Hamilton County Juvenile Court staff have studied, toured, called and met with multiple providers to form the county's first-ever juvenile drug court.
Juvenile Court Judge Rob Philyaw said the early intervention, rehabilitation-based court docket was one of his initial interests after taking office last year. He and members of his staff have traveled to Knox and Bradley counties to see how those courts conduct similar programs.
This will be the sixth such program in Tennessee.
Bradley County Juvenile Court has had a juvenile drug court since 2004, and Knox County's began two years ago. Davidson County began a program before 2002.
"The ultimate goal is to provide another avenue for our juveniles before we say 'we can't do anything else' and they become adult offenders," said Jennifer Thomas, who will be the drug court coordinator.
The drug court model will be similar to what's used in Hamilton County Drug Court. That program began in 2006 and requires defendants with criminal charges to plead before entering the program. Successful work in the program keeps the offender in various forms of treatment and requires regular drug screenings.
National Drug Court Institute figures show that as of 2011 there were 458 juvenile drug courts in the United States. The same study estimated as much as a $5,000 per participant cost-savings compared to housing juvenile offenders in state custody.
Hamilton County Drug Court Coordinator Elaine Kelly said the average age of beginning drug use among addicts is 12.
"There is a need," Kelly said.
Hamilton County Juvenile Court data shows that 201 drug charges were filed in juvenile court last year.
Early intervention could help, but she said working with juveniles will be more difficult.
"We get people who are broken, who've lost everything," Kelly said.
That "last chance" mentality is strong motivation for many in her program.
Davidson County Juvenile Drug Court Magistrate Alan Calhoun has overseen that county's docket since 2002. He admitted that juvenile offenders are often harder to work with than adults.
But the earlier and more frequently drug abusers and addicts are exposed to rehabilitation programs, the more likely they are to recover, he said.
Philyaw has started small with the program, seeking in-house volunteers and shifting job duties to make room for the work within the current budget. He hopes to expand the program in the future if grants become available. But he said he didn't want the docket to be grant-dependent and short-lived.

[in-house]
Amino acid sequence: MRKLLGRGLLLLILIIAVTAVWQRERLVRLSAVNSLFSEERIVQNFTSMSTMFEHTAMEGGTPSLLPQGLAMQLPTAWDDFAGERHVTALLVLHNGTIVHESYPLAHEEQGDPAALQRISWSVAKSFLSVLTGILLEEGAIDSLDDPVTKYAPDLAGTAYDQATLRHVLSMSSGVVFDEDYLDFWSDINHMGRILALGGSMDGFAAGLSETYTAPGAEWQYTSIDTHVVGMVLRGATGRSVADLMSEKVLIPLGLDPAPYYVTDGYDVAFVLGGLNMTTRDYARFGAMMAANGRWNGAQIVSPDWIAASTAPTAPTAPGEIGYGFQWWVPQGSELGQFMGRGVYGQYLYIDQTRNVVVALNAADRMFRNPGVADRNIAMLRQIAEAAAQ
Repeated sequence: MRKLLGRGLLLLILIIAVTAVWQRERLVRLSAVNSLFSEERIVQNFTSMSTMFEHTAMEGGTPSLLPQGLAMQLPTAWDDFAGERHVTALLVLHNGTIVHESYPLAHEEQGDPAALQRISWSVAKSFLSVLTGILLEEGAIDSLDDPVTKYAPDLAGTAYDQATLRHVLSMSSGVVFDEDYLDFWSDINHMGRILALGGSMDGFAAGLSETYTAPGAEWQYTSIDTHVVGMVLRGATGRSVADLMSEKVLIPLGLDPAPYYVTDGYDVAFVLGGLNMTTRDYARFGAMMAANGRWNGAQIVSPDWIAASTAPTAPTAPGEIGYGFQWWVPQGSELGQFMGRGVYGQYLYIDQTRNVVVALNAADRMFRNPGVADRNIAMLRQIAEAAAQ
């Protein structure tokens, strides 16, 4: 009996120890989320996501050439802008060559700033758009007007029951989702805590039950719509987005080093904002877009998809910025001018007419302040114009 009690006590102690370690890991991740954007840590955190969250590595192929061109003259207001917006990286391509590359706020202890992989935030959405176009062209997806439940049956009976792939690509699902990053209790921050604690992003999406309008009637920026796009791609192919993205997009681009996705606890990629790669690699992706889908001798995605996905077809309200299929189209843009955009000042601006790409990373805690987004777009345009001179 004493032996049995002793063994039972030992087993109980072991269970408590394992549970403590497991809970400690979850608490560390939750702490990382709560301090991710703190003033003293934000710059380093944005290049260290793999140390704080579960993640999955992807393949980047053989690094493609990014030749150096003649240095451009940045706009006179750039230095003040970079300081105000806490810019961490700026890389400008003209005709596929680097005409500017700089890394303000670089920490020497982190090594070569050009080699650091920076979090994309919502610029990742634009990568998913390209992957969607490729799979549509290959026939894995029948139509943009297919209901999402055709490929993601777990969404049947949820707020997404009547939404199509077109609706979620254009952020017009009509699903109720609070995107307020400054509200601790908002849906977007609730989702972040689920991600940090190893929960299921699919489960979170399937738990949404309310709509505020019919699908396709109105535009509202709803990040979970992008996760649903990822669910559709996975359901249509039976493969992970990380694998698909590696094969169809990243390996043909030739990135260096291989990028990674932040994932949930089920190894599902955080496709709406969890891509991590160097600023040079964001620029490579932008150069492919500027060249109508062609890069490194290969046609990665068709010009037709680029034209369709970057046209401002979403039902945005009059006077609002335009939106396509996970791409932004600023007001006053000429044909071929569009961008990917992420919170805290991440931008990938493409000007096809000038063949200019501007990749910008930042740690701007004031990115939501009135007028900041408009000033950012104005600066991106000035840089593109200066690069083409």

Knox County Juvenile Drug Court probation counselor Barry Rast said their program receives some grant money, but it covers some equipment and incentives such as movie tickets and outings to reward participants.
The Bradley County program receives a $50,000 annual grant through the U.S. Department of Justice and the Tennessee Department of Mental Health and Substance Abuse Services.
That court's director, Terry Gallaher, said they've managed an average of 20 drug court participants at a time and work in a four-phase method that progressively moves children to levels of greater responsibility if they are successful.
Thomas said the first class will hold five to 10 participants and the court will accept applications through probation officers and magistrate referrals.
Juvenile Court Magistrate Kathy Clark has worked with the court since 1987, mostly in child support. She will take on the drug court docket when the first class forms.
"It's kind of uncharted territory in Hamilton County," Clark said. "The focus will be a collaborative approach to that problem. And it will be unique in a lot of ways."
Contact staff writer Todd South at firstname.lastname@example.org or 423-757-6347. Follow him on Twitter @tsouthCTFP.
Todd South covers courts, poverty, technology, military and veterans for the Times Free Press. He has worked at the paper since 2008 and previously covered crime and safety in Southeast Tennessee and North Georgia. Todd’s hometown is Dodge City, Kan. He served five years in the U.S. Marine Corps and deployed to Iraq before returning to school for his journalism degree from the University of Georgia. Todd previously worked at the Anniston (Ala.) Star. Contact ...